He pointed to his head to illustrate.

Still Mariana said nothing.

"And even though I hate you so," continued Jack, tapping his chin thoughtfully, "--and I do hate you, you can be sure--I still have kept you alive for all these months. My god…it's nearly been a year, hasn't it, my dear?"

Mariana slowly nodded, her eyes never leaving his. The dull stare did not create an angry energy as it once had. There was no enough passion and fire to ever generate such a glare ever again.

"You are a mystery to me, Miss Mariana," said Jack, partially musing to himself. "And I believe you are one of those confounded mysteries that goes unsolved."

He wrung his hands together, his knuckles cracking sickeningly loud. Mariana didn't react to any of his actions, even as he stood from his chair and strode purposefully over to her. That sight would bring a scoundrel to tremble, but this small Spanish woman shook it off as though it were nothing.

Jack fell to his knees in front of her, grabbed her hands roughly, and placed them on either side of his face. Her eyes widened slightly and she briefly tugged at the grip, but to no avail. Jack sighed deeply, as though the violinist's reluctant touch eased some deep, burning pain that he carried with him throughout his sorry life.

"You remind me so much of my wonderful Anamaria," he told her quietly. "You could be her sister, you know? That's how much of a likeness I see between you two."

Mariana tried to yank her hands away, but Jack was much stronger than she was and she was weak from lack of food, and so her hands stayed where they were.

"Sometimes," whispered Jack, "I remember what it was like when I was younger. I was happy back then, Mariana. Drunk, to be sure, buthappy most of the times. I was…free."

He slowly took his hands from hers, but she did not pull away. Her touch stayed there and Jack sighed in relief. The pirate wrapped her frail form in his arms, burying his face into her thick black hair. It didn't smell of the must in the brig; more like the scent of autumn. Jack let the smell wash over him like water pouring from a waterfall.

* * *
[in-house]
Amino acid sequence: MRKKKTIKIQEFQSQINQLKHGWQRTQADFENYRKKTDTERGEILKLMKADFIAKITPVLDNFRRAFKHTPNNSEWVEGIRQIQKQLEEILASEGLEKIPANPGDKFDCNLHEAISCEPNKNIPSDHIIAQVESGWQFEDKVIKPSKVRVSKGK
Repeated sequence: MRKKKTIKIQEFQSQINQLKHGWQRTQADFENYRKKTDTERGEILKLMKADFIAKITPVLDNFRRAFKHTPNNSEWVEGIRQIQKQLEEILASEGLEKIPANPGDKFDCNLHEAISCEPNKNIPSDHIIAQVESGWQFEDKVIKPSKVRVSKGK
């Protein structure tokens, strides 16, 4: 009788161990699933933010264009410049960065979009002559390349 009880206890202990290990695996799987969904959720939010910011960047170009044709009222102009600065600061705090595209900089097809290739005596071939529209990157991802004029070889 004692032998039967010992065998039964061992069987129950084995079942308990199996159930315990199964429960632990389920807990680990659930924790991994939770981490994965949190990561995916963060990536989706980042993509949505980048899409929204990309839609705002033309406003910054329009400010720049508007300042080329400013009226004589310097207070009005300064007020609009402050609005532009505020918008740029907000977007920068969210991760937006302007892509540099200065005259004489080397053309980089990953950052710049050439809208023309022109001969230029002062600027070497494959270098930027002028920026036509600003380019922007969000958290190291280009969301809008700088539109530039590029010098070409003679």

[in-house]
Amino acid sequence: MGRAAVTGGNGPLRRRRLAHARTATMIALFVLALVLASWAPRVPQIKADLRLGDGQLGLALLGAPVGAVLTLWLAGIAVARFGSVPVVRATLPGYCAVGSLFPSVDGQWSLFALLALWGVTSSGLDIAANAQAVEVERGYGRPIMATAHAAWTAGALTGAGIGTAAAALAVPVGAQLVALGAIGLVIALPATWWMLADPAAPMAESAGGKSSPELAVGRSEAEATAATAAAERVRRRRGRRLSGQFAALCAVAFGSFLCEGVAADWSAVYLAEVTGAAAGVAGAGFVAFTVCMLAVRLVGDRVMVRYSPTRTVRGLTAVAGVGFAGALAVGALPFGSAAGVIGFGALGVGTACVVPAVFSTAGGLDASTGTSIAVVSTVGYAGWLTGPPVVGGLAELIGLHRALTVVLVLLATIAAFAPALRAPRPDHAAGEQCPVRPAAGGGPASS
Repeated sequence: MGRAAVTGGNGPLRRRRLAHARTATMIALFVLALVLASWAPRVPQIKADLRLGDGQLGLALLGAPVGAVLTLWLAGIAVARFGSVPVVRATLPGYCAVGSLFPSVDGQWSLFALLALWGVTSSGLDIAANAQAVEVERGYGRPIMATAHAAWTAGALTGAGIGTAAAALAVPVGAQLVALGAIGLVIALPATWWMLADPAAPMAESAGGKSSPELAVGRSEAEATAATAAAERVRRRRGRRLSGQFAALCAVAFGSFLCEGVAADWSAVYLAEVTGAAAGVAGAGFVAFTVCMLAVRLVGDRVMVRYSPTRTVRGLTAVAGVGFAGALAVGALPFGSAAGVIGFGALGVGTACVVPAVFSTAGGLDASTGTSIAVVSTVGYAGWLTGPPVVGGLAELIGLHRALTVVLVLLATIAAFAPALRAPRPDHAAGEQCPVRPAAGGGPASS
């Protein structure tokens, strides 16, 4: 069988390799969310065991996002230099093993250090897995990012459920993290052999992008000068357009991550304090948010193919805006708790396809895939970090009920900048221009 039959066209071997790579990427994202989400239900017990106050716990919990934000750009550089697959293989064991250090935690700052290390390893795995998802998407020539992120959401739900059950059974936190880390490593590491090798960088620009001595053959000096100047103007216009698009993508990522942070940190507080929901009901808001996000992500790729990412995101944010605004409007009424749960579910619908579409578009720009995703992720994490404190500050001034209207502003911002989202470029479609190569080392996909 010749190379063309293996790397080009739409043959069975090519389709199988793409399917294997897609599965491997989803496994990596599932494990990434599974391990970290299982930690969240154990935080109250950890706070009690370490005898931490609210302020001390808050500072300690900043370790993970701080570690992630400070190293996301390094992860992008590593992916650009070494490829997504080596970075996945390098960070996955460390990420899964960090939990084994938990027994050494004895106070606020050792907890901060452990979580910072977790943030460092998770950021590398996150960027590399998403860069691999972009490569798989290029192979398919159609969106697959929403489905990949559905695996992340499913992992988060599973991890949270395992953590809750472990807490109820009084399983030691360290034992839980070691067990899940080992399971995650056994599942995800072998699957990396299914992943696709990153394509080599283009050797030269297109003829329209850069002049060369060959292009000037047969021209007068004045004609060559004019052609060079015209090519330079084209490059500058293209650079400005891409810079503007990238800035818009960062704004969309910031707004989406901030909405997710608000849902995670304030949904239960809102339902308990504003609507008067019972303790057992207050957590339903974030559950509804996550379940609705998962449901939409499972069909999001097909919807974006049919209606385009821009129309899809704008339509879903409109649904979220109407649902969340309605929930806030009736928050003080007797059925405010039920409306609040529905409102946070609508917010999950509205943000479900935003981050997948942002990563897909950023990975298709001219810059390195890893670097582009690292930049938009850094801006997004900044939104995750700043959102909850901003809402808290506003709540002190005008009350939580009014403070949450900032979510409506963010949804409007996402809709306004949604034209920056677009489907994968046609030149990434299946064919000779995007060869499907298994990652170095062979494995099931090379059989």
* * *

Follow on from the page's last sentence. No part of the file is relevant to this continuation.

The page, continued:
"My god, you're beautiful," he sighed.

Mariana closed her eyes slightly and wrapped her arms around his neck. She didn't draw away, because she finally understood why it was Jack had become so cold and so distant over all these years. He had been left alone and unloved, and his heart and soul had deteriorated into oblivion.

"I think at last…we have an understanding for each other," said Jack, pulling away from the embrace.

The faintest trace of a smile was playing at his lips and the sight of it nearly brought Mariana to tears. She nodded slowly, smiling back. Jack's face regained his serious expression and he sighed.

"I'm sorry," he whispered.

It all happened in unison: Venice Turner went to check up on Lyset Andrews to find that she was halfway through escaping at the exact same time Jack plunged a knife into Mariana's gut, and somewhere around the Rio Madrid an old man whose daughter had been kidnapped by two of the nicest pirates imaginable keeled over and died.

Mariana's eyes went wide and her eyebrows narrowed and pain. She made no sound as she looked down at her injury. A crimson stain was quickly spreading about her yellow dress, and Jack's hand drew away from the knife's hilt as though he had been burned. Mariana looked at him in shock and horror.